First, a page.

Members of the Whitley County UNITE Coalition got an update on Camp UNITE and were introduced to their new coalition coordinator during their monthly meeting Monday afternoon.
About 207 youth from 32 counties poured into Williamsburg July 26 – July 30 for the 10th Annual Camp UNITE, which was held at the University of the Cumberlands. This includes about a dozen campers from Whitley County.
“Camp UNITE was a huge success this year,” said outgoing coalition coordinator Carl Varney. “It is a huge undertaking but it is by far the best thing we do at UNITE in my opinion.”
Camp UNITE is for students entering the seventh, eighth or ninth grades in school, and provides a positive, drug free environment for many less fortunate children, some of whom deal with drug usage in their own homes.
Dawn Lang, who will be the new coalition coordinator for Whitley County, noted that when some of the children were asked about their favorite thing about the camp, their answer was having three meals a day to eat.
A documentary film crew with KET was at the camp this year shooting footage for a special they are preparing on the opioid crisis, Varney added.
The camp is free to attend. Lang said that estimates indicate it costs Operation UNITE about $275 per child for the week.
Coalition coordinators work for Operation UNITE and serve as a bridge between the parent organization and local UNITE coalitions, such as the one in Whitley County.
This year there were about 80 volunteers for Camp UNITE, which was down from about 148 volunteers last year.
Camp counselors include high school juniors and seniors and college students.
Lang noted that many of the counselors are former campers themselves.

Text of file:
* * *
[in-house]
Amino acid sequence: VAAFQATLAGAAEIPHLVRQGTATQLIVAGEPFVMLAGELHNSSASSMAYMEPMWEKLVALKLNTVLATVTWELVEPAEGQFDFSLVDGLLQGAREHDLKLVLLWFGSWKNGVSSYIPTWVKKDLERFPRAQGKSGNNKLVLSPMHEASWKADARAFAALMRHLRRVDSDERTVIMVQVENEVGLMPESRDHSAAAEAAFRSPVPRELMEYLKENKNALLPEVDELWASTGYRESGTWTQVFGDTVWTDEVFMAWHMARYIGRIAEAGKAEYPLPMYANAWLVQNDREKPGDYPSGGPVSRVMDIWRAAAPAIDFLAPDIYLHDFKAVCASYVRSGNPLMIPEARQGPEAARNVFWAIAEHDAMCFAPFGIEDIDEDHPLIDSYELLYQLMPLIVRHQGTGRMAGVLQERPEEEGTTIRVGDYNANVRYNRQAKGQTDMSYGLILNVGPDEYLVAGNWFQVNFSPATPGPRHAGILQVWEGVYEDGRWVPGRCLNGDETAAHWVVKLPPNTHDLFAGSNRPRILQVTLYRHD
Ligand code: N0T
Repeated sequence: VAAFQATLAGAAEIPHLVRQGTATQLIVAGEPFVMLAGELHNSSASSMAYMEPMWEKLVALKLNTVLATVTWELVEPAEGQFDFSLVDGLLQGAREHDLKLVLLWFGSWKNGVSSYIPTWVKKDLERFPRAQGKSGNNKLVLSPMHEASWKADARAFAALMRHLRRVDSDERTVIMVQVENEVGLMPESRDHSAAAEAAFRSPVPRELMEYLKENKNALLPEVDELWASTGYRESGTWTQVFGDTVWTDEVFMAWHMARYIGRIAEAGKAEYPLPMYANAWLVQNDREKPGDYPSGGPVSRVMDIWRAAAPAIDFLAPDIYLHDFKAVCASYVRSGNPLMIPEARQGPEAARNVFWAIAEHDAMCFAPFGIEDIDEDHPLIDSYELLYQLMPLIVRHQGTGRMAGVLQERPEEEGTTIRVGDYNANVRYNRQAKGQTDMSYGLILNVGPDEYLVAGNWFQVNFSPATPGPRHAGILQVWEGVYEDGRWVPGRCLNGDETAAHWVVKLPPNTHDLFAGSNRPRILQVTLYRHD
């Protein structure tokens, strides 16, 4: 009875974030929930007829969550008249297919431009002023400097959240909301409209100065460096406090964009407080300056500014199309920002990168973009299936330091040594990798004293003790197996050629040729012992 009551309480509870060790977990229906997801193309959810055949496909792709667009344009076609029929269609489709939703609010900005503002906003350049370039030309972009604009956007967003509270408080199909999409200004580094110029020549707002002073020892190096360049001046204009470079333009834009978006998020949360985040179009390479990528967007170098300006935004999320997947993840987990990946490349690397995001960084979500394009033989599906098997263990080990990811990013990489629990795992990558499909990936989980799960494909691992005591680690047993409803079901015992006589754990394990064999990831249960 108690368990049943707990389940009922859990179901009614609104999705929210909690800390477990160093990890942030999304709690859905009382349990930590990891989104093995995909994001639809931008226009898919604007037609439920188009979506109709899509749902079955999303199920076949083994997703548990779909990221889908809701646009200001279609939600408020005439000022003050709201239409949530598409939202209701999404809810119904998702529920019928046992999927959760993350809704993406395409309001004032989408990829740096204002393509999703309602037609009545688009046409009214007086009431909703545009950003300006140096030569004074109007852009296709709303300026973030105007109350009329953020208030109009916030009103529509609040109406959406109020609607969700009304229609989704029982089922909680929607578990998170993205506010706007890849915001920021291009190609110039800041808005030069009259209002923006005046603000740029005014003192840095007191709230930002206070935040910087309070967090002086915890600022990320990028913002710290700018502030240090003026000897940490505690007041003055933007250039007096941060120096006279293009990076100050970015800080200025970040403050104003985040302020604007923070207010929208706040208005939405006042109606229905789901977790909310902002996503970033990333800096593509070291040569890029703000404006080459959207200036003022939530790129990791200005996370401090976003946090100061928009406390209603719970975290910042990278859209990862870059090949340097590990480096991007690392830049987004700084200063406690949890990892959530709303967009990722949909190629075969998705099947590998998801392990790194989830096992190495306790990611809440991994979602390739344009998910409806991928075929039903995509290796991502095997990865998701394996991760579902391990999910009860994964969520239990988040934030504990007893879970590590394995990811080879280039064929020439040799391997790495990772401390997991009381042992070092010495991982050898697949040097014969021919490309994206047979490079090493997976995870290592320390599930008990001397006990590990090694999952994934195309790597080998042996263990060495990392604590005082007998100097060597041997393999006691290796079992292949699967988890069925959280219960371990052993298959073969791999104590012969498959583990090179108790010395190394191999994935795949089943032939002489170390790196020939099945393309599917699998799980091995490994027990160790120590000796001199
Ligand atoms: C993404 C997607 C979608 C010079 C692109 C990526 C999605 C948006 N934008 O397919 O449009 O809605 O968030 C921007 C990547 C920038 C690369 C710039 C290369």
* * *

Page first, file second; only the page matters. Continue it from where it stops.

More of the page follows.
Varney added that he knows of some counselors, who changed their majors to social work after spending a week with the kids because they saw the importance of helping children.
The High Intensity Drug Trafficking Area (HIDTA) in Charleston, West Virginia, is considering starting a similar camp there, Varney said.
In addition, Varney informed the club Monday that Operation UNITE’s Board of Directors had approved their actions plans for spending $4,000 on local projects.
The funding includes purchasing $1,600 in materials for the Whitley County Detention Center’s re-entry program, $400 for advertising, and $1,000 each for Oak Grove and Whitley Central Intermediate School’s Archery in the Schools program.
Varney noted that archery is now the largest youth program in schools.
During Monday’s meeting, Whitley County Health Department Public Health Director Martha Steele gave the coalition an update on the proposed needle exchange program that the health department is hoping to start.
Steele noted that the Whitley County Fiscal Court and the Corbin City Commission have already signed off on the exchange and the subject is already on the agenda for next month’s Williamsburg City Council meeting.
Local government entities have to sign off on local needle exchange programs before the exchanges can be started.
“Hopefully you will see that in the next few months,” Steele added.